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Last month, CILA members unanimously voted to elect Helena Evans as their President for the year ahead.

Helena is Head of Specialist Services at Criterion, a Charles Taylor company specialising in High Net Worth, Fine Art & Specie and residential Real Estate claims. She has developed a particular expertise in High-Net-Worth Real Estate and established a reputation for her delicate handling of cases, particularly those involving vulnerable customers or VIPs.

The Chartered Institute of Loss Adjusters (CILA), turning 60 this year, is a globally recognised membership organisation for claims professionals. The Institute sets the professional and ethical standards for those who work in claims through its qualification framework and guide to professional conduct.

We recently asked Helena about her plans as the new President of the Institute.


What are you most looking forward to as President?

Being elected as President is such a surreal honour. I started my career in Adjusting not quite believing my luck that, at nineteen, I had even been given the opportunity to become an adjuster, especially as a female in what was back then a very male-dominated profession.

I am hoping this gives me the opportunity to make a real difference and inspire people like my younger self to become Adjusters and progress with their qualifications. From the outside, it may seem impossible to move into the profession, especially as Adjusters are held in such high regard in the insurance industry. I returned to Adjusting after becoming a mother with three small children and only at that point decided to qualify; I want to show others that anything is possible when you set your mind to it.


What initiatives are you looking to champion this year?

As President this year I would like to focus on continuing to promote to the market the benefits of appointing adjusters and to promote the importance of our qualifications to members. I want to encourage a more diverse range of individuals in the profession, particularly reaching out to the younger generation.

By targeting the young, we can ensure that we continue to maintain our pool of qualified adjusters as senior adjusters retire. We are looking to reach out to young people, speaking in schools to encourage social mobility – we want to relay the message that you don’t need to be at graduate level to progress in a career in this field; it is possible to start from A Levels. The Government Trailblazer Apprenticeships scheme assists here as it allows people to begin studying and taking exams from school age. The e-mentoring programme, created by the CILA Future Focus Group, also benefits the younger generation as it enables experienced adjusters to pass on crucial skills and guidance.

I am an active member of the Women in CILA group, which champions the progression of CILA qualifications amongst women. I was inspired when Candy Holland, the first female president, signed my certificate the year I qualified in 2014. Candy realised that only 4% of those qualifying were women and decided to set up Women in CILA in 2015. Now almost 50% of newly qualified Associates are women; however, this must embed further across the full spectrum of insurance and society. Women in CILA hosts webinars that are open to everybody and not just about female-related topics. We also assist with any Diversity & Inclusion work within the Institute.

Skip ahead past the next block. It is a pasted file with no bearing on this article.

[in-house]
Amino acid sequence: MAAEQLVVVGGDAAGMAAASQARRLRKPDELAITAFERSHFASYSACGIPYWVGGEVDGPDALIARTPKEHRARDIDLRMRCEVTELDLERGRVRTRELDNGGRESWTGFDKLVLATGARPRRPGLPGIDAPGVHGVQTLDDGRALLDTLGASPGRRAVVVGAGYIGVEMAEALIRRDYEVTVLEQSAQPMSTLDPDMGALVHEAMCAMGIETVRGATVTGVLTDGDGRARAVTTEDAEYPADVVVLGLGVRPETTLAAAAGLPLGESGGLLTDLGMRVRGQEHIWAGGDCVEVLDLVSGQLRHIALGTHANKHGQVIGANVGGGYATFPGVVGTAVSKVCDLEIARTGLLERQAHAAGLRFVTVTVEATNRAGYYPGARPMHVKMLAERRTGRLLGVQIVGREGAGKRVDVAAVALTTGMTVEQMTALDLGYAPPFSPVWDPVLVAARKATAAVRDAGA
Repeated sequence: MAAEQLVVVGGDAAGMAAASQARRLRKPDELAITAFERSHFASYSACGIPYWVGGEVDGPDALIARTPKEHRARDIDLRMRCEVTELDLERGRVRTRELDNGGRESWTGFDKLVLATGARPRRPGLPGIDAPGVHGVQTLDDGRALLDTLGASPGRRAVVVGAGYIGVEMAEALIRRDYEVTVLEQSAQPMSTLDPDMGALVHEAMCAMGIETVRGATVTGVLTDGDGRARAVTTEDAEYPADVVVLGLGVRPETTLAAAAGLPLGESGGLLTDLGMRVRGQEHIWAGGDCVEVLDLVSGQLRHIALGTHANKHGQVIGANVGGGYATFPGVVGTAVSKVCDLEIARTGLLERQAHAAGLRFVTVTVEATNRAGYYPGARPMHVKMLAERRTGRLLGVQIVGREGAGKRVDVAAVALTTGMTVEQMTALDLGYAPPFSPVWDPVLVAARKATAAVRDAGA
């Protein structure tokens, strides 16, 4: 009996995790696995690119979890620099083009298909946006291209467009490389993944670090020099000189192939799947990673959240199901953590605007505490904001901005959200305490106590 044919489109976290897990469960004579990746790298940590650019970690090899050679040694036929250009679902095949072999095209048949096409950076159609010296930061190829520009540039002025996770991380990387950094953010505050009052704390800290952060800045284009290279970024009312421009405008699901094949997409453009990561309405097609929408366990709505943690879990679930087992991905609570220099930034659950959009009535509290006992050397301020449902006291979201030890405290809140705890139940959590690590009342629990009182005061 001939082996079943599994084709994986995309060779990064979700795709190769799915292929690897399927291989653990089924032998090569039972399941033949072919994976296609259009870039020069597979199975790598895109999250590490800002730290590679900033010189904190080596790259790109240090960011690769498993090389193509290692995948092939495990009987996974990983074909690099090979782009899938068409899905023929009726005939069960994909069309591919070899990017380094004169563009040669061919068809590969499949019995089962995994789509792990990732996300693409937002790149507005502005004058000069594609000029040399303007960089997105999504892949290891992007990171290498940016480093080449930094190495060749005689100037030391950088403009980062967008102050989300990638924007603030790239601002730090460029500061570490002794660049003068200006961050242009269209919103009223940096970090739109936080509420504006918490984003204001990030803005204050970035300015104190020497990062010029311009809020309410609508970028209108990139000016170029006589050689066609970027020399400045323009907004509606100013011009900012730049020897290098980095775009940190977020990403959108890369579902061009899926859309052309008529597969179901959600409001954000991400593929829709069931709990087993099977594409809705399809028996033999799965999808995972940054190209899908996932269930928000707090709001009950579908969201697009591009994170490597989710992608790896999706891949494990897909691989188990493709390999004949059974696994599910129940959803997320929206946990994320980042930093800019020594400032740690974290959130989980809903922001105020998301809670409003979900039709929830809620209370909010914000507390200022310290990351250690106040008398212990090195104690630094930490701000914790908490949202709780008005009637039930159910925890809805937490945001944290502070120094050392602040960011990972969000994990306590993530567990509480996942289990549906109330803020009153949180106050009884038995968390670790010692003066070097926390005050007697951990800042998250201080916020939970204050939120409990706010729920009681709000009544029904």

I am also chairing the D&I Task Force whose goals are to tackle D&I issues and highlight any barriers within the Institute. We have been working this year on more inclusive access to exams for people with disabilities. This includes comfort aids, changing font sizes, time allowances, and online proctoring. We are also making qualifications more accessible and inclusive by giving adjusters qualifying overseas or in non-chartered firms the opportunity to gain Chartered Loss Adjuster status.


What are the benefits of getting involved with CILA?

CILA sets the professional and ethical standards for those who work in claims through both its qualification framework and guide to professional conduct.

It therefore encourages progression; it is a place to learn within the highly recognised standard set for all professionals working in claims. As a member, you can develop your claims knowledge through technical qualifications. Outside of the qualifications themselves, there are also regular webinars and seminars (a mix of virtual and in-person) and a library of resources at your fingertips to further your learning and take the next steps in your career.

CILA have worked over the last few years at splitting up the exams into separate levels so that it is now possible to obtain letters after your name for each stage of the process rather than historically only once you reached chartered status. This has encouraged so many more members to sit their exams and made it feel a more achievable, tackling each set of exams whilst being able to showcase the benefits as you go along.


What upcoming challenges do you anticipate for the industry?

Since the Covid-19 pandemic it is difficult to now predict anything, that was such an unprecedented worldwide event that affected us all. What I would say though is adjusters are used to dealing with disaster situations, and dealing with challenges. Despite the changes in adjusting over the years there are two constants that never change, and this is our technical expertise and people skills. In fact, the pandemic has shown that nothing can ever truly replace the human touch. Whilst this period has highlighted the benefits of developing digitally, with virtual visits etc., it has also magnified the need for adjusters out on site.

And it is these skills I believe that makes us ready to adapt to any challenge we are presented with.

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